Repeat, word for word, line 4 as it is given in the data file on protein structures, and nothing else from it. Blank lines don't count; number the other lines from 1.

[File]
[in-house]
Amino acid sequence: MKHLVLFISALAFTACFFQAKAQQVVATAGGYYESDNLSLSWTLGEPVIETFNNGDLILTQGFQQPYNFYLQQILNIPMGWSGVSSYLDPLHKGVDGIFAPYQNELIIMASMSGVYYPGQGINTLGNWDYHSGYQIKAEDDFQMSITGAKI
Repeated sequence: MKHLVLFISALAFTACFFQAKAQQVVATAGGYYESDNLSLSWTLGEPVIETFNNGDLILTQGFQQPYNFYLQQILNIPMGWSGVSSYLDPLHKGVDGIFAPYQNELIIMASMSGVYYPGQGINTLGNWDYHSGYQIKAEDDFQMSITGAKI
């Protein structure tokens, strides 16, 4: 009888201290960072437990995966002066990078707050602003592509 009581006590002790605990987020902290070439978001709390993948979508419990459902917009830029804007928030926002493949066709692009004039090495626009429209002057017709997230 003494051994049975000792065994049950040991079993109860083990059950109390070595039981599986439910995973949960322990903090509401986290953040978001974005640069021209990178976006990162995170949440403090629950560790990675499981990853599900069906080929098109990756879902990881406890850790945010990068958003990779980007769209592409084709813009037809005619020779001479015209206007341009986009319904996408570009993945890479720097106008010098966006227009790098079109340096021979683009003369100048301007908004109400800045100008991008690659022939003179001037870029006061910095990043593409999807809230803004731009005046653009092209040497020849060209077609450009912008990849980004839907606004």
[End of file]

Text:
């Protein structure tokens, strides 16, 4: 009888201290960072437990995966002066990078707050602003592509 009581006590002790605990987020902290070439978001709390993948979508419990459902917009830029804007928030926002493949066709692009004039090495626009429209002057017709997230 003494051994049975000792065994049950040991079993109860083990059950109390070595039981599986439910995973949960322990903090509401986290953040978001974005640069021209990178976006990162995170949440403090629950560790990675499981990853599900069906080929098109990756879902990881406890850790945010990068958003990779980007769209592409084709813009037809005619020779001479015209206007341009986009319904996408570009993945890479720097106008010098966006227009790098079109340096021979683009003369100048301007908004109400800045100008991008690659022939003179001037870029006061910095990043593409999807809230803004731009005046653009092209040497020849060209077609450009912008990849980004839907606004």